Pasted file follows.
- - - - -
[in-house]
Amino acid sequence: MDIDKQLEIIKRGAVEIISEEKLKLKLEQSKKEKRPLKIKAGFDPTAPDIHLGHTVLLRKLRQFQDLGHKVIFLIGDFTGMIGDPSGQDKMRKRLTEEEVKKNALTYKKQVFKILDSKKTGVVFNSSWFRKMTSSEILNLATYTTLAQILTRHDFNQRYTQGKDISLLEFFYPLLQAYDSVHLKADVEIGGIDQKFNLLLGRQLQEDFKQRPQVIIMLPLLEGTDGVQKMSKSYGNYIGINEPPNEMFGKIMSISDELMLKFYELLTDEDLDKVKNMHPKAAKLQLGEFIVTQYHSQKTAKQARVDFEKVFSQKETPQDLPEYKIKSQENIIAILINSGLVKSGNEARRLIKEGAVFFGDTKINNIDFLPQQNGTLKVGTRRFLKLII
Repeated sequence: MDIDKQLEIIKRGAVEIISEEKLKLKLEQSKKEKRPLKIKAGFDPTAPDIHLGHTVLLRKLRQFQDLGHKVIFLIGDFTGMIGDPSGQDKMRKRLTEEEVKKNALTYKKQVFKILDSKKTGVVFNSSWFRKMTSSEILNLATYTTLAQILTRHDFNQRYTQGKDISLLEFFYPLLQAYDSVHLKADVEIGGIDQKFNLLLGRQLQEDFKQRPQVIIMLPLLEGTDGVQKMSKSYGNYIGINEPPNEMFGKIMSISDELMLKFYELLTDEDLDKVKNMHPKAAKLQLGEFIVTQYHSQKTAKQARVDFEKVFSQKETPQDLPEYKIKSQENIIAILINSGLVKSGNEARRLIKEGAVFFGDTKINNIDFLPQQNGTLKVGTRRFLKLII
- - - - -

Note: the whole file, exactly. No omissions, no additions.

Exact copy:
[in-house]
Amino acid sequence: MDIDKQLEIIKRGAVEIISEEKLKLKLEQSKKEKRPLKIKAGFDPTAPDIHLGHTVLLRKLRQFQDLGHKVIFLIGDFTGMIGDPSGQDKMRKRLTEEEVKKNALTYKKQVFKILDSKKTGVVFNSSWFRKMTSSEILNLATYTTLAQILTRHDFNQRYTQGKDISLLEFFYPLLQAYDSVHLKADVEIGGIDQKFNLLLGRQLQEDFKQRPQVIIMLPLLEGTDGVQKMSKSYGNYIGINEPPNEMFGKIMSISDELMLKFYELLTDEDLDKVKNMHPKAAKLQLGEFIVTQYHSQKTAKQARVDFEKVFSQKETPQDLPEYKIKSQENIIAILINSGLVKSGNEARRLIKEGAVFFGDTKINNIDFLPQQNGTLKVGTRRFLKLII
Repeated sequence: MDIDKQLEIIKRGAVEIISEEKLKLKLEQSKKEKRPLKIKAGFDPTAPDIHLGHTVLLRKLRQFQDLGHKVIFLIGDFTGMIGDPSGQDKMRKRLTEEEVKKNALTYKKQVFKILDSKKTGVVFNSSWFRKMTSSEILNLATYTTLAQILTRHDFNQRYTQGKDISLLEFFYPLLQAYDSVHLKADVEIGGIDQKFNLLLGRQLQEDFKQRPQVIIMLPLLEGTDGVQKMSKSYGNYIGINEPPNEMFGKIMSISDELMLKFYELLTDEDLDKVKNMHPKAAKLQLGEFIVTQYHSQKTAKQARVDFEKVFSQKETPQDLPEYKIKSQENIIAILINSGLVKSGNEARRLIKEGAVFFGDTKINNIDFLPQQNGTLKVGTRRFLKLII